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Bus route takes toll on street parking

Flagstaff Team

Auckland Transport proposes to remove 53 street parking spaces, mostly from Ngataringa Rd to smooth the passage of the 805 bus.

Most of the parks would be lost from near the Ryman’s William Sanders Retirement Village, outside which new bus stops and shelters would be sited.

Selected other parks would go around the neighbourhood, mostly near the street corners of Wesley St and Aramoana Ave, Aramoana and Regent St, and Regent and Kawerau Ave.

AT also proposes to remove car parking outside the liquor store on Lake Rd, where the bus turns left out of Kawerau Ave. This has sparked concerns from locals that it will become difficult for people to park near the pharmacy on the block, although AT says two parks will remain in front of it behind the bus stop.

But another heritage bus-stop at 2A Wesley St will be removed under the proposals (see story below).

A resident of Ngataringa Rd who unsuccessfully opposed earlier AT moves to extend yellow lines on the road near its junction with Lake Rd said she considered the proposed further loss of parking was a “done deal”. Ryman residents had known about it for months, she said.

Another local expressed concern that parking in what were once quiet side streets would become even more difficult for residents and their visitors, given the number of vehicles parked there already by Ryman construction and village staff.

AT wrote to residents along the route on 2 November asking for their feedback to its plans. They were given until 17 November to respond.

The 805 route starts at the Devonport ferry terminal and runs to Belmont and return. It turns off Lake Rd into Ngataringa Rd, runs through the back streets and then back up to Lake Rd. It is a weekday, daytime-only, hourly service devised last year after the axing of the AT Local ride-share service.

Commuters say the route is of no use to them or to school children in the mornings because the buses start too late in the day. The first service normally leaves Devonport at 9.15am and the last at 3.15pm. From Belmont, it starts the return leg at 9.55am, with the last bus leaving there at 3.55pm.

However, the service ceased temporarily in mid-August when Alert Level 4 was imposed. Patronage had been low but AT said it expected use to grow with Ryman’s reaching full occupancy. The hourly service resumed on a limited timetable on Wednesday this week, ending two hours earlier than normal. Full timetables will return, but a date for this has not been set.

AT says the changes it proposes along the route are upgrades necessary to bring the roads up to standard. They would “ensure safer driving routes for buses, better visibility for vehicles, and ensure buses can travel easily along the route,” it said in its letter to residents. “We would like to know if you think so too.”

The new bus shelters to be built in front of the Ryman village (replacing and relocating redundant stops from a previous bus service), will be serviced by a pedestrian refuge island to make crossing Ngataringa Rd safer. A new footpath will also be installed..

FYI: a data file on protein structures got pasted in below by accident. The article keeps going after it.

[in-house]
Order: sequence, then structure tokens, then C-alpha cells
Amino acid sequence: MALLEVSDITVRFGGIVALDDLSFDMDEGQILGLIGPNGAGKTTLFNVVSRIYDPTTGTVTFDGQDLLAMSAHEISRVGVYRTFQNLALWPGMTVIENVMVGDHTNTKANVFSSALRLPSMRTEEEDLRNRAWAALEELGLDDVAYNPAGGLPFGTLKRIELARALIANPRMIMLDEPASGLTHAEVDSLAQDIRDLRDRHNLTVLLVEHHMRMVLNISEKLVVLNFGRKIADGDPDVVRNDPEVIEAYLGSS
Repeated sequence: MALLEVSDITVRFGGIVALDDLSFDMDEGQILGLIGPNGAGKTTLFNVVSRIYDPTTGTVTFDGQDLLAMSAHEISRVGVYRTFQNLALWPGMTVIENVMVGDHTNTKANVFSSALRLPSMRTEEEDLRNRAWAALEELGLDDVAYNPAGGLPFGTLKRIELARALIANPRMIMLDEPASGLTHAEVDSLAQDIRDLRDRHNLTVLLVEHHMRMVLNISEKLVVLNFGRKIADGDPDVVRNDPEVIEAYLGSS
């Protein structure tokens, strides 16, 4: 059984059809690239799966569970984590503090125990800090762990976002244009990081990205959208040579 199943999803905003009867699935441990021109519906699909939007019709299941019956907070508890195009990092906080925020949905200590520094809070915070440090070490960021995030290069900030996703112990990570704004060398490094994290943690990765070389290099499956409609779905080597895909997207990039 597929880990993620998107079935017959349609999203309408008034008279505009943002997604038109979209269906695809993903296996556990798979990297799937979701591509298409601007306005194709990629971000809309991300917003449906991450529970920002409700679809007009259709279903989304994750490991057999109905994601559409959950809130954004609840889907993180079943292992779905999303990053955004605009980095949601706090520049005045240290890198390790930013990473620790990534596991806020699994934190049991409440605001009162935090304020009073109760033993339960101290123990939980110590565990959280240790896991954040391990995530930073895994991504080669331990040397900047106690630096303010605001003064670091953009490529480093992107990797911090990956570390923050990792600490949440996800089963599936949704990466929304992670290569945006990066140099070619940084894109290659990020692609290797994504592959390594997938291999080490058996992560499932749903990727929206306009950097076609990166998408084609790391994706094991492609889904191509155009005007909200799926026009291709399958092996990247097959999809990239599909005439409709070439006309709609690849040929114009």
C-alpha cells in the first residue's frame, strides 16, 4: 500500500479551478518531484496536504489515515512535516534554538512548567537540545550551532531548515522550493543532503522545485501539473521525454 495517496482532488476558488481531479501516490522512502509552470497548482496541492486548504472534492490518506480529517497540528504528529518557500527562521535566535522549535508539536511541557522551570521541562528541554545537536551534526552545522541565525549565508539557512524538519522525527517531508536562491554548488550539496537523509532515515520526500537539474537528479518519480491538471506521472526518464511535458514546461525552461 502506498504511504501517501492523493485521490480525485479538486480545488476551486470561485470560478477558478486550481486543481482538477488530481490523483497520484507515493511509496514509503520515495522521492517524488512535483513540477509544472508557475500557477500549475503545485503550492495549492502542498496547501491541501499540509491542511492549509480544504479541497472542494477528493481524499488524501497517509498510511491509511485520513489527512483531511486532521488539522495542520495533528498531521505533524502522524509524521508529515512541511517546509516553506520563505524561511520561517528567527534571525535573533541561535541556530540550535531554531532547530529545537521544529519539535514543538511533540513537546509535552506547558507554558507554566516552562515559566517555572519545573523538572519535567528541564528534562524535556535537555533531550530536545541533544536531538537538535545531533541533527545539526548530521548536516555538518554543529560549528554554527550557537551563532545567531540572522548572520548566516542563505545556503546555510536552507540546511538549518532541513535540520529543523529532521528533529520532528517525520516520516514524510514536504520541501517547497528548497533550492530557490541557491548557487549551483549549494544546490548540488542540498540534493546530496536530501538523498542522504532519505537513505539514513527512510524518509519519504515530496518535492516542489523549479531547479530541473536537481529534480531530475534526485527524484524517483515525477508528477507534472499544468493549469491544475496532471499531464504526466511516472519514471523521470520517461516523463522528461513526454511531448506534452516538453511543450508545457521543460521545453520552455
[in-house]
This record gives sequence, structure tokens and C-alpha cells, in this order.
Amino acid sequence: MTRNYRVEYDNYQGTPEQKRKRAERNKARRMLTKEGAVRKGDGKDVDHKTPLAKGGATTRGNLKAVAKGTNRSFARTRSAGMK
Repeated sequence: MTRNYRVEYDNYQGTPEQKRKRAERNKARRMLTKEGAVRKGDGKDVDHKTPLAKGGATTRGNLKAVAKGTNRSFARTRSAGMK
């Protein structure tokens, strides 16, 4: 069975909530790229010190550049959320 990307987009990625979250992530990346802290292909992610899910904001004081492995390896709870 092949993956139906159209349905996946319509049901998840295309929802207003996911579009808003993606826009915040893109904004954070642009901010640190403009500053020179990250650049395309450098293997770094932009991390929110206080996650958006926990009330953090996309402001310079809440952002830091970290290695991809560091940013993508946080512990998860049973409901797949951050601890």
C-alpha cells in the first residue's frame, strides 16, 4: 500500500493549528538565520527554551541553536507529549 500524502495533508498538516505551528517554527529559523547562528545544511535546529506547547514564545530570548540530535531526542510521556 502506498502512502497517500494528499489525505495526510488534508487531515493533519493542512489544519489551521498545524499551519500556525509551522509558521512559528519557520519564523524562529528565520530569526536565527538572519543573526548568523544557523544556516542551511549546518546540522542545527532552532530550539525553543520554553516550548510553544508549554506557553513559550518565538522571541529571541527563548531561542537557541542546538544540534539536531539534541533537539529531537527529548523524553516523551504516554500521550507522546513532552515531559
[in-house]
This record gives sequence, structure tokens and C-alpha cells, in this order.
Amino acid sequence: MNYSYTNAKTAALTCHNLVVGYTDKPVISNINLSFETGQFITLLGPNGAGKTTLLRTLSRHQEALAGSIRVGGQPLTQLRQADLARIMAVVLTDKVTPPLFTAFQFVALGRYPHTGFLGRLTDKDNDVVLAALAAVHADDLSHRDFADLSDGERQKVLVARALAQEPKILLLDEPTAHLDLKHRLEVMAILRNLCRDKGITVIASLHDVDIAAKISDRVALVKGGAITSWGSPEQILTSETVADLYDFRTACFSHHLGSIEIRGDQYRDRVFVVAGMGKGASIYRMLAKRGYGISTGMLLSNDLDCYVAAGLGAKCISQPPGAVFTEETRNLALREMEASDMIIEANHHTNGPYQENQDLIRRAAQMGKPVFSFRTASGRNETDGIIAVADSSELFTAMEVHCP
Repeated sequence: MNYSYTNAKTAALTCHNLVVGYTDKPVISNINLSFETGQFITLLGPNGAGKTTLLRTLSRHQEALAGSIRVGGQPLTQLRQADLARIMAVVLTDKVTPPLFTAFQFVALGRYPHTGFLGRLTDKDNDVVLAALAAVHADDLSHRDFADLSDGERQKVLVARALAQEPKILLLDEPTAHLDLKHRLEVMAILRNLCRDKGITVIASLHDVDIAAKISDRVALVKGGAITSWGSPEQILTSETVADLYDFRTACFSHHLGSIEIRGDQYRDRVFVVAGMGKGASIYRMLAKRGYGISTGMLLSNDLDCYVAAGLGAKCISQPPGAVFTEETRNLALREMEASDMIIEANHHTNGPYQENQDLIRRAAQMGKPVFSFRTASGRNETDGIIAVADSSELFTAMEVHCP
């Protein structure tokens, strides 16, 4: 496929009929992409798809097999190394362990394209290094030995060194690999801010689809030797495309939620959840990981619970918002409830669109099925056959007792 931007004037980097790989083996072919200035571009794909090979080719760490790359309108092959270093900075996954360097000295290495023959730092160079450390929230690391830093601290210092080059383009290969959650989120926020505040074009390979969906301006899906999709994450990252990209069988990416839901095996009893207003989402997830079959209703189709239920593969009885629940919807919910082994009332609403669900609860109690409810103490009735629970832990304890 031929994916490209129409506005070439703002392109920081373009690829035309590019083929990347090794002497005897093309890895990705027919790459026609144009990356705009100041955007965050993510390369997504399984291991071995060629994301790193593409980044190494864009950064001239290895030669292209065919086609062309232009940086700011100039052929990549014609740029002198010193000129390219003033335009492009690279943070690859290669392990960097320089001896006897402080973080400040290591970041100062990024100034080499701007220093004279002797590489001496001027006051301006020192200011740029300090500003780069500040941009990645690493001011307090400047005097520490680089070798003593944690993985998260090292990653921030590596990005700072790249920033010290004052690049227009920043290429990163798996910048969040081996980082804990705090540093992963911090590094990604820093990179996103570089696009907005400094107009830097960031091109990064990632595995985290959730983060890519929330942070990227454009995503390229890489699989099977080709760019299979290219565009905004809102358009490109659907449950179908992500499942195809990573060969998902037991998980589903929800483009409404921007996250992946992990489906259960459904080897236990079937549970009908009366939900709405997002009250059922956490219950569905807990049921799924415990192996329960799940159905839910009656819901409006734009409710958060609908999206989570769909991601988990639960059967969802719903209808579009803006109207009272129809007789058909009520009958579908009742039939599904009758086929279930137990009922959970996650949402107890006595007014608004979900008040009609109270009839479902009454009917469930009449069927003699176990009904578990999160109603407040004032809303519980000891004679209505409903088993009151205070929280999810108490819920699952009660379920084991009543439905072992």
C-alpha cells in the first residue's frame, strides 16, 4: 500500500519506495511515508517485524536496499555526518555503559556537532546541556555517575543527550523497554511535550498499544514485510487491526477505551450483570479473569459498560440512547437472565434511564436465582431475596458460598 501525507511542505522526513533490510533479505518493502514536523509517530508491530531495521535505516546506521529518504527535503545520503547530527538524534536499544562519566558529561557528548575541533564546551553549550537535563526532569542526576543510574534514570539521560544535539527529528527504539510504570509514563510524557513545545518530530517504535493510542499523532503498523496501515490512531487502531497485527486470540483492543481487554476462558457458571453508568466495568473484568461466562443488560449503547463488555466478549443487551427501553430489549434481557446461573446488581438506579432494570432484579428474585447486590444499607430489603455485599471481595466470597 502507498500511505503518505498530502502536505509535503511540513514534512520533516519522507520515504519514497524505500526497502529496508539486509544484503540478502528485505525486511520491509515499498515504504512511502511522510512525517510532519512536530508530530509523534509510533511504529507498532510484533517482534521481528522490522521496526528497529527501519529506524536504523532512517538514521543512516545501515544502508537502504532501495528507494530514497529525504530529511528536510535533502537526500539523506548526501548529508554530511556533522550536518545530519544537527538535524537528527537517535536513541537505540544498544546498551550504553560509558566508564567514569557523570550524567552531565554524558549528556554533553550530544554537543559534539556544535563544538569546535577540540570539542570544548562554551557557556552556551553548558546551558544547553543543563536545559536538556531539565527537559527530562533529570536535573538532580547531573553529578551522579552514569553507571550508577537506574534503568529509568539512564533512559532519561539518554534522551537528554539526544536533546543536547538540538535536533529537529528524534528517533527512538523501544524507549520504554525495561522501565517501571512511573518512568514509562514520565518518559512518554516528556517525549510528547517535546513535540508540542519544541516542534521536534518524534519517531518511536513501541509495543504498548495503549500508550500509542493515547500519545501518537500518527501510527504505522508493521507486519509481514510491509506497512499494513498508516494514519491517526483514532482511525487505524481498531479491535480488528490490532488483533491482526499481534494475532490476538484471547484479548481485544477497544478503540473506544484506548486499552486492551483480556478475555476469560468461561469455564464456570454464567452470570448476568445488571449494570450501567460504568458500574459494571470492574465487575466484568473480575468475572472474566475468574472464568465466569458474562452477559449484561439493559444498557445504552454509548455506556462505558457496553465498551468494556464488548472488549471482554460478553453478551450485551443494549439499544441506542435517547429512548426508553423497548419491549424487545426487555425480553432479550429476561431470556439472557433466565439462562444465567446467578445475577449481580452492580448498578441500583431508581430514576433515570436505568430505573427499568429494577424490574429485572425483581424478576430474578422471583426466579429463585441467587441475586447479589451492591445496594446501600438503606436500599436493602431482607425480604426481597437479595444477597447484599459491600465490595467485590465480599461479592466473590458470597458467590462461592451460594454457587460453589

No stopping at all times is proposed to be marked with broken yellow lines on this block of Ngataringa Rd. Other smaller no-stopping sections would be opposite 76 Lake Rd (the liquor store), outside 20 Kawerau Ave, outside and opposite 10A Regent St, outside 18, 19, 34, 35, 36 and 36a Aramoana Ave, outside and opposite 38 Aramoana Ave, and outside 4 Wesley St.

While AT acknowledged the changes would see 53 parks go, it said on-street parking would remain available in the wider area.

AT said it would consider feedback before making final decisions.

Heritage shelter ‘should stay’

Fears an attractive heritage bus shelter faces the scrapheap have prompted Aramoana Ave resident John Allen (pictured above) to speak out.

The wooden shelter, one of a number with tiled roofs in the wider Devonport area, is proposed for removal by Auckland Transport (AT).

“It should remain,” retired scientist Allen told the Flagstaff. “The Wesley St bus shelter is a historic building and local icon.”

Just a few years ago, the shelter was decorated with murals. One side features greenery and the other a kereru.

The shelter’s removal, with the bus stop to be resited, is among controversial proposals put up by AT in a rejig of the 805 bus route.

Allen, a local resident since 1986, said he was concerned that AT’s letter to residents, which invites their views on loss of parking and other changes, is far from clear about all the proposals. This includes the position of new bus stops and why yellow lines are being extended so far around corners.

The bus timetable was also something he queried. When he used to work in the city a commuter bus on the route was well used. But the 805 was timetabled for off-peak hours only. “It seems to be designed to service Ryman primarily, not commuters,” Allen said.

Aside from querying public-transport decision-making, Allen said he wanted to raise awareness about the bus shelter and try to safeguard its future. He believes there would be no traffic safety issue leaving it where it is, as a place for pedestrians to rest.

An AT spokesperson said that although the shelter’s removal was proposed, members who wished to suggest alternative uses could do so as part of a submission.

Devonport-Takapuna Local Board member Trish Deans aid she would ensure the board made a submission to AT.

It was important the shelters be protected, as they were valued by the community and part of the peninsula’s character, she said.


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